Robin Grosset Takes a Raspberry Pi Pico's RP2040 to New Heights with an Overclock to 420MHz

Impressive overclock boosts the RP2040's Arm cores to more than three times their official upper limit of 133MHz.

Engineer Robin Grosset has pushed a Raspberry Pi Pico and its RP2040 microcontroller to its limits, successfully overclocking the chip from its stock 133MHz to an impressive 420MHz.

Launched earlier this year the Raspberry Pi Pico development board plays host to Raspberry Pi's first in-house silicon, the RP2040 microcontroller. Officially, the chip can be clocked at speeds of up to 133MHz — but unofficially the part can run considerably quicker, as is often required to get the best performance out of hacks like turning one into a fully-functional BBC Micro emulator.

Grosset's experiments, though, go further than most by dramatically increasing the clock speed — up to a whopping 420MHz, more than three times the official upper limit for the RP2040 microcontroller.

Robin Grosset's latest video walks through underclocking and overclocking the RP2040 - to 420MHz. (📹: Robin Grosset)

"No Picos were harmed in the creation of this video," says Grosset of the latest upload to his YouTube channel. "Your mileage may vary. Overclocking could shorten the life of your Pico, although mine seems fine."

While Grosset also looks at underclocking the chip, a technique commonly used to improve energy efficiency for battery-powered or other off-grid projects, it's the overclocking which is most impressive: Gradually increasing the clock speed, Grosset found his Raspberry Pi Pico usable all the way up to 420MHz — with one unfortunate caveat.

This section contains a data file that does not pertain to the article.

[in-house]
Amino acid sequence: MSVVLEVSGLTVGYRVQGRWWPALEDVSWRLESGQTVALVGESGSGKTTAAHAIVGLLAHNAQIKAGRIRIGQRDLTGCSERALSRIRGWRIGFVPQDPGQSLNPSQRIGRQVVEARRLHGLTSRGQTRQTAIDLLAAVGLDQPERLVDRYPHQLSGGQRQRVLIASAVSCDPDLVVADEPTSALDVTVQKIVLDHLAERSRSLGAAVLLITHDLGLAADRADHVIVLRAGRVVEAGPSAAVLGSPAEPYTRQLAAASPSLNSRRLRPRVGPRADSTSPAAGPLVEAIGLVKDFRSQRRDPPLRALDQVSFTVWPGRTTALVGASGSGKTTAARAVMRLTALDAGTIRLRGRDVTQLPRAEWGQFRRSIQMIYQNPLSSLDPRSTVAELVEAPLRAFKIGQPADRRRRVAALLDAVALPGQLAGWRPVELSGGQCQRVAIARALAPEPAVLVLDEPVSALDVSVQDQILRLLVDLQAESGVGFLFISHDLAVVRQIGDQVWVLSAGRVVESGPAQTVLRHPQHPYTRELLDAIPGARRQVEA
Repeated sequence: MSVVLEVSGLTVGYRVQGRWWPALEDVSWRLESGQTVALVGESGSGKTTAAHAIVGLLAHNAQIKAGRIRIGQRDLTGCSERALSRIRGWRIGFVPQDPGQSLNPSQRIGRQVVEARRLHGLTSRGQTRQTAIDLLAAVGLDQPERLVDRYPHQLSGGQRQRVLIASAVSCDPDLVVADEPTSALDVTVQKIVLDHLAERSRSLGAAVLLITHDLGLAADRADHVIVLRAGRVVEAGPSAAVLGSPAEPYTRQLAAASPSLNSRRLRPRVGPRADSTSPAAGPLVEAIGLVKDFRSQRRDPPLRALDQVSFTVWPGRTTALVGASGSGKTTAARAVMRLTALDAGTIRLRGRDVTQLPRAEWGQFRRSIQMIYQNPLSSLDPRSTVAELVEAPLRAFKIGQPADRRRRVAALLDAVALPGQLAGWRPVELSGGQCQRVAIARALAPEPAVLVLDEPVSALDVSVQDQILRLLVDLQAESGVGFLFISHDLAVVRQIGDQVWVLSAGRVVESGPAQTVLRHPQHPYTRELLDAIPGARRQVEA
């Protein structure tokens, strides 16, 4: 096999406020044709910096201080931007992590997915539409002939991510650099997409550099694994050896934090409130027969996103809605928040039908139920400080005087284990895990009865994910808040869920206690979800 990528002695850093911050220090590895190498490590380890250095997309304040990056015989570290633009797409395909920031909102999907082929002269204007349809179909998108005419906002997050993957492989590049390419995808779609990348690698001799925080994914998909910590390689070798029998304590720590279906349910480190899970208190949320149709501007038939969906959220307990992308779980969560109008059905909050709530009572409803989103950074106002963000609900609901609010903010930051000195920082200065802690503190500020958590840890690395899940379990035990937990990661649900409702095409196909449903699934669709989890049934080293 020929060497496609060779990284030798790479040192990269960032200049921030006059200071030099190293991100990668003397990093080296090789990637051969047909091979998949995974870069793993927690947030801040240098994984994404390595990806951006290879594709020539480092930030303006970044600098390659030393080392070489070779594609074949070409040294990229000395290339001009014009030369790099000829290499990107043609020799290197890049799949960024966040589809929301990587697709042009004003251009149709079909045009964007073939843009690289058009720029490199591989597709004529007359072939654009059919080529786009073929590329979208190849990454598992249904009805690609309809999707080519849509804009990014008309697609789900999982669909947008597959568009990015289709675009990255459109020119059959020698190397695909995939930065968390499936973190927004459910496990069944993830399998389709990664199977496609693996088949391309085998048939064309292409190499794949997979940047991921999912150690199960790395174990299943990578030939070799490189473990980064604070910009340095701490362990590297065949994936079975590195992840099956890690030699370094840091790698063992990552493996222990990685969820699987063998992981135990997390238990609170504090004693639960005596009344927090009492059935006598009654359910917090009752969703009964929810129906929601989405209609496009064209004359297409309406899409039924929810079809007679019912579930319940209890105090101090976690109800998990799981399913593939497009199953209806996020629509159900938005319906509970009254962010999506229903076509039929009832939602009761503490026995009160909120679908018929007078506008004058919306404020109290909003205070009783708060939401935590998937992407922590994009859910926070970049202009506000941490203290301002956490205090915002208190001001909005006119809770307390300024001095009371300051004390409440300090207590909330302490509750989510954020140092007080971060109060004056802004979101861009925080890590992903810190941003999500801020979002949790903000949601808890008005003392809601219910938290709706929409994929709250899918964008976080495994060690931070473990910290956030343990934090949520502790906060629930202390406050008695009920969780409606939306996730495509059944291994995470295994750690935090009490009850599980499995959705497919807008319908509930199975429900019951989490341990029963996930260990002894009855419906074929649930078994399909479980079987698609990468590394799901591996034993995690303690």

"With the maximum overclock your flash memory will stop talking to your Pico CPU," Grosset admits. "This is recoverable so don't worry, just load another program with a different clock speed."

Raspberry Pi engineer Graham Sanderson, author of the b-em BBC Micro emulator port for the RP2040, has suggested one possible fix for this issue: "You can slow the flash clock down by a factor of two relative to the processor by using a a custom boot stage2 with PICO_FLASH_SPI_CLKDIV=4," Sanderson writes on Twitter. "You can change this in the board header too."

Grosset's video is now available on his YouTube channel.

Gareth Halfacree
Freelance journalist, technical author, hacker, tinkerer, erstwhile sysadmin. For hire:
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